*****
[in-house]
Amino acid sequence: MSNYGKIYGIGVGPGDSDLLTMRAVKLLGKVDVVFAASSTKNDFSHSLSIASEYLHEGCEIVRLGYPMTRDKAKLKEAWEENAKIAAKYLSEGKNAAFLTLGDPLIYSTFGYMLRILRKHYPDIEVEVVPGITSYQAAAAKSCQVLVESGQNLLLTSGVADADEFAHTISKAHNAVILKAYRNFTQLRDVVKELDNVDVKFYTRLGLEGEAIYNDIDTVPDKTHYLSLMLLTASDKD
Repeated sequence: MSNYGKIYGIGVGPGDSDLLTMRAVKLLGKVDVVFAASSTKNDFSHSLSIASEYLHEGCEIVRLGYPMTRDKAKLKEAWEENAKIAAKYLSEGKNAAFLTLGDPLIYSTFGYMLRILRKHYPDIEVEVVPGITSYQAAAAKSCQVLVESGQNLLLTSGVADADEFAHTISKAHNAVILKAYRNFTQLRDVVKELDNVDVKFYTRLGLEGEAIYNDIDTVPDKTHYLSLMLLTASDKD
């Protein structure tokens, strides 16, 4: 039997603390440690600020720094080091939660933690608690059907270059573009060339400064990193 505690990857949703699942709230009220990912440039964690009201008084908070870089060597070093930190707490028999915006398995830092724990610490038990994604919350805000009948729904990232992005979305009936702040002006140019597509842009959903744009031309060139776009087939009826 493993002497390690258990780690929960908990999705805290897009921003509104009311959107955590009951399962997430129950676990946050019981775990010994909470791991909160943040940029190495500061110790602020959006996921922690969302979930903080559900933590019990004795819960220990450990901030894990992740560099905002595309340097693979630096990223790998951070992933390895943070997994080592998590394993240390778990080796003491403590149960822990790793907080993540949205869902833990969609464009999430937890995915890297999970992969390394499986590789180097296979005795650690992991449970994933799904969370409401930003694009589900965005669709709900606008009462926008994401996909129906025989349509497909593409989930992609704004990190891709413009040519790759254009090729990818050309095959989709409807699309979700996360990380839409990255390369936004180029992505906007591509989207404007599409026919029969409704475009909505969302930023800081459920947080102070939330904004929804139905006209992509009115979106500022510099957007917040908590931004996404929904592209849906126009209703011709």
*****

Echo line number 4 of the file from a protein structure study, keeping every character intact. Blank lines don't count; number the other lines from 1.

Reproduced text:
């Protein structure tokens, strides 16, 4: 039997603390440690600020720094080091939660933690608690059907270059573009060339400064990193 505690990857949703699942709230009220990912440039964690009201008084908070870089060597070093930190707490028999915006398995830092724990610490038990994604919350805000009948729904990232992005979305009936702040002006140019597509842009959903744009031309060139776009087939009826 493993002497390690258990780690929960908990999705805290897009921003509104009311959107955590009951399962997430129950676990946050019981775990010994909470791991909160943040940029190495500061110790602020959006996921922690969302979930903080559900933590019990004795819960220990450990901030894990992740560099905002595309340097693979630096990223790998951070992933390895943070997994080592998590394993240390778990080796003491403590149960822990790793907080993540949205869902833990969609464009999430937890995915890297999970992969390394499986590789180097296979005795650690992991449970994933799904969370409401930003694009589900965005669709709900606008009462926008994401996909129906025989349509497909593409989930992609704004990190891709413009040519790759254009090729990818050309095959989709409807699309979700996360990380839409990255390369936004180029992505906007591509989207404007599409026919029969409704475009909505969302930023800081459920947080102070939330904004929804139905006209992509009115979106500022510099957007917040908590931004996404929904592209849906126009209703011709």